pedal to the metal

Hellcat

Dodge recently announced the latest addition to its muscle car lineup: the 2015 Challenger SRT Hellcat. Its supercharged 6.2 liter Hemi V8 packs a 707 hp punch. Yes, you read that right, 707 horsepower. This baby is a rocket on wheels. No word yet on the price, but it’s safe to assume it’s probably more than I can afford right now. So is the gas, for that matter.

I don’t know about you, but when I hear the word “supercharged” combined with “Challenger”, the first thing that comes to mind is this little cinematic gem from 1971:

Advertisements

6 thoughts on “pedal to the metal

  1. I had a Buick Ultra, and it was beautiful right up to the day it caught fire on a highway and burned. The engine was fitted with a supercharger. I thought, as I was trained on aircraft years ago, that it would be similar to a P51 two phase/two stage supercharger, but it was only a single phase/single stage unit. Everything normal and no supercharger kicking in below 70 mph or flooring the accelerator pedal and a pronounced hesitation near stalling the engine. The units require extra maintenance by qualified persons, and that was the downfall of many Buick Ultra automobiles. Rode nice, loved that car.
    For the Mopar to push 707h.p., and I loved Mopars, the entire mill would have to be reworked as a mid-to-high rpm performance engine detune enough for the streets to meet emissions standards. Flip side of the coin is, the street mill had the EPA plumbing removed and thus was able to reach its potential. Consider that a standard C-15 Caterpillar engine of 475h.p., if worked, can reach 729h.p., and the A-Cert version, believe it or not, by Caterpillars charts, could potentially hit 830 h.p., by removal of all EPA plumbing.
    The 707h.p. Challenger, would only be good if, the balance of the suspension and chasis were beefed up and, the person operating the vehicle was skilled plus, having the correct setting to bring out the performance without endangering life or property. Remember, if anyone gets into a chase situation with police, if apprehended, they are also charged with endangering the life of whatever number of cops are chasing them. Felony class.

    On a personal note: Two of my brothers had a lead foot. One gave lip service to a NYS Trooper for doing an excess of 120 mph on radar. He told the Trooper, “My brother’s a cop” nonsense, and to the credit of the Trooper, arrested my brother. My other brother was stopped by NYC Highway Patrol. Yes, he showed the family relative stuff of photo and mini-shield. The highway cop told my brother to exit and step to the back of the car. “Your brother is Sergeant X?” My brother said, ‘yes’. The Highway cop smacked him hard in the face. “Your brother is a friend and my former sergeant. He would have done the same thing to you. Now call him and tell him what happened.” I got the full story from the cop as my brother gave a slightly “modified” version. That brother, since that happening, never sped heavily again. He still recalls it every now and then. (“Cop was 7-feet tall with a flat-top crew cut. Looked like an oak tree. Long leather coat with the belt and gold buttons. Big boots…”)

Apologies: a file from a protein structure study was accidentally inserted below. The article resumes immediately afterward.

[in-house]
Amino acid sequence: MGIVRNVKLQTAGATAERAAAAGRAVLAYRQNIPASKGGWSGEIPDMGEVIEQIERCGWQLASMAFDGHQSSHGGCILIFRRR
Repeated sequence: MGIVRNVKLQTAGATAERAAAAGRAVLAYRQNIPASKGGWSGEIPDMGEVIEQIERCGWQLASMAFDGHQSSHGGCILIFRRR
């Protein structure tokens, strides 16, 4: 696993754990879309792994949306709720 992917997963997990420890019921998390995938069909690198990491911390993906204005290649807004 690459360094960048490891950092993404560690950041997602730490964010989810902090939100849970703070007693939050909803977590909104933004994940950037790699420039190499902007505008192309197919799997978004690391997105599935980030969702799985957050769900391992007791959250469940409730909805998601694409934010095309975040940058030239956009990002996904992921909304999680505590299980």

Like

    • That whole, “I know Officer So-and-so” routine can really backfire. The cop who pulled you over may actually know Officer So-and-so, but that’s no guarantee you’ll skate. There’s always a chance that you were pulled over by a cop who hates Officer So-and-so. I mean, even cops don’t necessarily like all their co-workers. 😉

      Like

  2. John D.:
    THAT new Challenger might just re-establish MOPAR back the stables…(even if the company is owned by FIAT).
    That some SERIOUS BHP..and to add a SUPERCHARGE…well, that’s too frigging awesome.
    Like to see the Brits test drive it on TOP GEAR.
    (sure to pass everything BUT a gas station…JUST like the old 440 hemis…LOL)

    And Vanishing Point (the 1971 version only) was a VERY good flick, even f it was a bit ambiguous.

    Stay safe (and keep the shiny side UP) out there.

    Like

Leave a Reply

Fill in your details below or click an icon to log in:

WordPress.com Logo

You are commenting using your WordPress.com account. Log Out / Change )

Twitter picture

You are commenting using your Twitter account. Log Out / Change )

Facebook photo

You are commenting using your Facebook account. Log Out / Change )

Google+ photo

You are commenting using your Google+ account. Log Out / Change )

Connecting to %s